Among Mr. Patek's classmates at the university were Mr. and Mrs. Magnus Swenson, Judge A.L. Sanborn, C.F. Lamb, Justice R.G. Siebecker, Mrs. J. H. Hutchinson, *Dr. Maria Dean, who died recently in Montana, Dr. John M. Dodson of Chicago, *Dr. H.B. Favill, recently deceased, H.J. Desmond, distinguished catholic editor of Milwaukee, the late president C.R. Van Hise and F.K. Conover and A.E. Deming.

Originally published in The Madison Democrat on Thursday Morning, July 24, 1919.

Notes: Alfred Patek's class year is based on information in the 1901-1902 Annual Report of the Public Schools of the City of Madison, Wis.

*Also members of the Madison [Central] High School Class of 1876

Thursday, November 27, 2008

Obituary: Clifford J. Kinder - Class of 1936

Clifford Kinder

Clifford J. Kinder, 51, of 1117 Drake St. was dead on arrival Tuesday (Feb. 24, 1970) at a Madison hospital after becoming ill at home.

Mr. Kinder was employed at the Liquor Store, 1313 Northport Dr.

He was born in Boscobel and lived in Madison since 1923. He was a World War II veteran.

Surviving are his wife, the former Shirley Stickle; three daughters, Mrs. Reginald Schwoch, Gurnee, Ill.; Mrs. Michael DuBois, 1713 Loftsgordon Ave.; and Mrs. James Clifcorn, 1854 Spaight St.

Two sons, Jerome, Eglin Air Forced Base, Fla. and James, at home; his mother, Mrs. Anson Kinder, 1117 Drake St; a brother, Chester, 900 Schultz PL; and four grandchildren.

Funeral arrangements are pending at the Joyce Funeral Home, 540 W. Washington, Ave.

Note: The above was originally published in the Obituary Section of the Wisconsin State Journal on March 20, 1970. At this time, obituaries were still "news stories," written by newspaper staff, not families.

Clifford Kinder's class year is based on a list of Madison Central High School graduates published in the Wisconsin State Journal on June 7, 1936.

Friday, November 21, 2008

Obituary: James Boulware

James Boulware

James H.M. Boulware, 23, Boston, Mass., a former Madison resident, died Tuesday (Mar. 17, 1970) in Boston.

He was a graduate of Madison West High School and the University of Wisconsin.

Surviving in Madison are his mother, Mona Boulware Webb, 1354 Williamson St.; a brother, Marcus H. Boulware Jr., 106 S. Broom St.; and a sister, Mrs. Philomena Martin, 1354 Williamson St.

Also surviving are his father, Dr. Marcus H. Boulware Sr., Tallahassee, Fla. and another sister, Mrs. Margueritte Popov, Munich, Germany.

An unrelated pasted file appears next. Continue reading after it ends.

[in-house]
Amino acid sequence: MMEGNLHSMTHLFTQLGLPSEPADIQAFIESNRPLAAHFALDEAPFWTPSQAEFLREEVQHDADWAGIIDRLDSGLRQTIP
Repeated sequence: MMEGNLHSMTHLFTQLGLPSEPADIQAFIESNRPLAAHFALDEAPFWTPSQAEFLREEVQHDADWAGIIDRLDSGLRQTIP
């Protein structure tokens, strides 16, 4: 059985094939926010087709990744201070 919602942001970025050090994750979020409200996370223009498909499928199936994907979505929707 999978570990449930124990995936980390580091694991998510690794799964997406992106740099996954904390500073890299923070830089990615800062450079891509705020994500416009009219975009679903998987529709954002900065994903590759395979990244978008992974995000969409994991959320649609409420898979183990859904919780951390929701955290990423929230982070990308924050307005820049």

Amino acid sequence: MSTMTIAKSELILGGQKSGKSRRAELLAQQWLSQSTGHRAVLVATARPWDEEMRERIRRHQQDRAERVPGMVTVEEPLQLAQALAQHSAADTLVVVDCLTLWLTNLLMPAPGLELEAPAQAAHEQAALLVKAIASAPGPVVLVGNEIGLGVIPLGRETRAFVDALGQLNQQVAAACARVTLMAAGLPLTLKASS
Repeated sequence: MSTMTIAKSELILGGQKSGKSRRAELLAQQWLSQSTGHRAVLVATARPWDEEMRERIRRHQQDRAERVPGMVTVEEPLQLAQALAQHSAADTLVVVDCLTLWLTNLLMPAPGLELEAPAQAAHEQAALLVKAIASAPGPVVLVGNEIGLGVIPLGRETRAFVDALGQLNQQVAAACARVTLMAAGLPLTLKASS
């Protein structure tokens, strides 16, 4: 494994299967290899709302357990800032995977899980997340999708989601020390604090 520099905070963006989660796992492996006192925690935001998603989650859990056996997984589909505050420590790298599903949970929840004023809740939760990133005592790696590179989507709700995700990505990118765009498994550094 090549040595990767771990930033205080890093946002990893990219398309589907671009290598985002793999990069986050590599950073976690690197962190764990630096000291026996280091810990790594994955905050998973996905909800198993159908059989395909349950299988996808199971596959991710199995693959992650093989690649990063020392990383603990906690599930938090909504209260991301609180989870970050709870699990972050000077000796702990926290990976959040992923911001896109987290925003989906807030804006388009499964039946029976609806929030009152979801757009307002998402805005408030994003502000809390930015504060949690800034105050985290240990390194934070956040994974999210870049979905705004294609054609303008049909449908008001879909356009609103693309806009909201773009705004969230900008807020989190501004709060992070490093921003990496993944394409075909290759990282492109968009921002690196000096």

There will be a private funeral in the Fitch-Lawrence Funeral Home, 625 University Ave.

Note: The above was originally published in the Obituary Section of the Wisconsin State Journal on March 20, 1970. At this time, obituaries were still "news stories," written by newspaper staff, not families.

Jim Boulware attended Madison Central High School through ninth grade, after which he transferred to Madison West, as did at least one other member of the future Class of 1965 who was also an outstanding athlete.

Wednesday, October 22, 2008

Obituary: Arthur Quan - Class of 1900

Arthur Quan, Druggist, Dies

Arthur W. Quan, 83 of 2246 Hollister ave., retired long time South side Madison druggist died Friday (Jan. 31, 1964) in a hospital after suffering a heart attack Jan. 13.

Mr. Quan was born in 1880 at Albert Lea, Minn., and moved to Madison as a boy with his parents. He had been a Madison resident since he was about 6 years old and was 1905 graduate of the University of Wisconsin.

Mr. Quan began his career as a druggist in 1915 and for many years operated Quan's Drug store at the corner of South Mills and Chandler sts. He retired in 1959.

He was a 33rd degree Mason and a member, past master of Madison Lodge No. 5 and a member of Zor Shrine.

Mr. Quan was married June 5, 1962 to Mrs. Dorothy Brown, widow of Charles Edward Brown, director of the State Historical Society museum from 1907-1944, who died in 1946.

Surviving besides his wife is a sister, Mrs. A. J. Lewis, Henning, Minn.

The funeral will be at 1:30 p.m. Monday in the Fitch-Lawrence funeral home, 626 University ave., with burial in Forest Hill cemetery. Friends may call after 5 p.m. today at the funeral home, where Masonic rites will be held at 8 tonight.

Note: The above was originally published in the Obituary Section of the Wisconsin State Journal on February 2, 1964. At this time, obituaries were still "news stories," written by newspaper staff, not families.

Sunday, February 10, 2008